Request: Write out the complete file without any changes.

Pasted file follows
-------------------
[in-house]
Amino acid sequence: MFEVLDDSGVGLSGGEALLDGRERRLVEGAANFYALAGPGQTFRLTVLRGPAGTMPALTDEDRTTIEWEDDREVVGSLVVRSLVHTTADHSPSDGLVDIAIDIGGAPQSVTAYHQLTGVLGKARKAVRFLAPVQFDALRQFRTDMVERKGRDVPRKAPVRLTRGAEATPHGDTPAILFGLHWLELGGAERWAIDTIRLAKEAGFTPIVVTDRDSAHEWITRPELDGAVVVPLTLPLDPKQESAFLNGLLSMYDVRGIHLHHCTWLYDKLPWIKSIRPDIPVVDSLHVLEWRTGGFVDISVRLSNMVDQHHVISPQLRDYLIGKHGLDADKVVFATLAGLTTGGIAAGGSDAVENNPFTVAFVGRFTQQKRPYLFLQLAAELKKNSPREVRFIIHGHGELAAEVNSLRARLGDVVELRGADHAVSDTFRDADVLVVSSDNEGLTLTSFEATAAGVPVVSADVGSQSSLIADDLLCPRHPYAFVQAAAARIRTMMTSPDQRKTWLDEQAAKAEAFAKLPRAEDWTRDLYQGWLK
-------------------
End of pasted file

[in-house]
Amino acid sequence: MFEVLDDSGVGLSGGEALLDGRERRLVEGAANFYALAGPGQTFRLTVLRGPAGTMPALTDEDRTTIEWEDDREVVGSLVVRSLVHTTADHSPSDGLVDIAIDIGGAPQSVTAYHQLTGVLGKARKAVRFLAPVQFDALRQFRTDMVERKGRDVPRKAPVRLTRGAEATPHGDTPAILFGLHWLELGGAERWAIDTIRLAKEAGFTPIVVTDRDSAHEWITRPELDGAVVVPLTLPLDPKQESAFLNGLLSMYDVRGIHLHHCTWLYDKLPWIKSIRPDIPVVDSLHVLEWRTGGFVDISVRLSNMVDQHHVISPQLRDYLIGKHGLDADKVVFATLAGLTTGGIAAGGSDAVENNPFTVAFVGRFTQQKRPYLFLQLAAELKKNSPREVRFIIHGHGELAAEVNSLRARLGDVVELRGADHAVSDTFRDADVLVVSSDNEGLTLTSFEATAAGVPVVSADVGSQSSLIADDLLCPRHPYAFVQAAAARIRTMMTSPDQRKTWLDEQAAKAEAFAKLPRAEDWTRDLYQGWLK